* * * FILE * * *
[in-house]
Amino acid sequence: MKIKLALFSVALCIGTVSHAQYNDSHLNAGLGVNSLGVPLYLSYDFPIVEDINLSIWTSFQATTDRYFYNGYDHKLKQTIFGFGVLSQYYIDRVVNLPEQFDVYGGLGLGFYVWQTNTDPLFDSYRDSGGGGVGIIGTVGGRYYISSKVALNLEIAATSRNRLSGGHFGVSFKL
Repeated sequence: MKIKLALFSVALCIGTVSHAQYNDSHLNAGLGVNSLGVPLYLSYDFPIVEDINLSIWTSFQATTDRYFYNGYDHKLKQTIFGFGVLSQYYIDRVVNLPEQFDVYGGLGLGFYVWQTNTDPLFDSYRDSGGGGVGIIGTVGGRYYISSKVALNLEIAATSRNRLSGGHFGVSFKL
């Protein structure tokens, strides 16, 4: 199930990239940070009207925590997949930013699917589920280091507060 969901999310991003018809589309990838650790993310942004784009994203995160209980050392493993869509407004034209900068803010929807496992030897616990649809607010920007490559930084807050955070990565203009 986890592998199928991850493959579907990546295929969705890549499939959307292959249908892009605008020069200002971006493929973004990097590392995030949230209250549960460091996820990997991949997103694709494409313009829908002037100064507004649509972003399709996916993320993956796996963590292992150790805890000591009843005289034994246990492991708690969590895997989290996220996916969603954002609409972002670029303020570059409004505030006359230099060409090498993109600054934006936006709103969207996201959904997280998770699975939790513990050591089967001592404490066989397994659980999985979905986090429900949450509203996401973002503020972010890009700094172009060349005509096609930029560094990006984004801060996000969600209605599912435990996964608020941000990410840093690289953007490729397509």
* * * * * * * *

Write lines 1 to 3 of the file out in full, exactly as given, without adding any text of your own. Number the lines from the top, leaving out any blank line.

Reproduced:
[in-house]
Amino acid sequence: MKIKLALFSVALCIGTVSHAQYNDSHLNAGLGVNSLGVPLYLSYDFPIVEDINLSIWTSFQATTDRYFYNGYDHKLKQTIFGFGVLSQYYIDRVVNLPEQFDVYGGLGLGFYVWQTNTDPLFDSYRDSGGGGVGIIGTVGGRYYISSKVALNLEIAATSRNRLSGGHFGVSFKL
Repeated sequence: MKIKLALFSVALCIGTVSHAQYNDSHLNAGLGVNSLGVPLYLSYDFPIVEDINLSIWTSFQATTDRYFYNGYDHKLKQTIFGFGVLSQYYIDRVVNLPEQFDVYGGLGLGFYVWQTNTDPLFDSYRDSGGGGVGIIGTVGGRYYISSKVALNLEIAATSRNRLSGGHFGVSFKL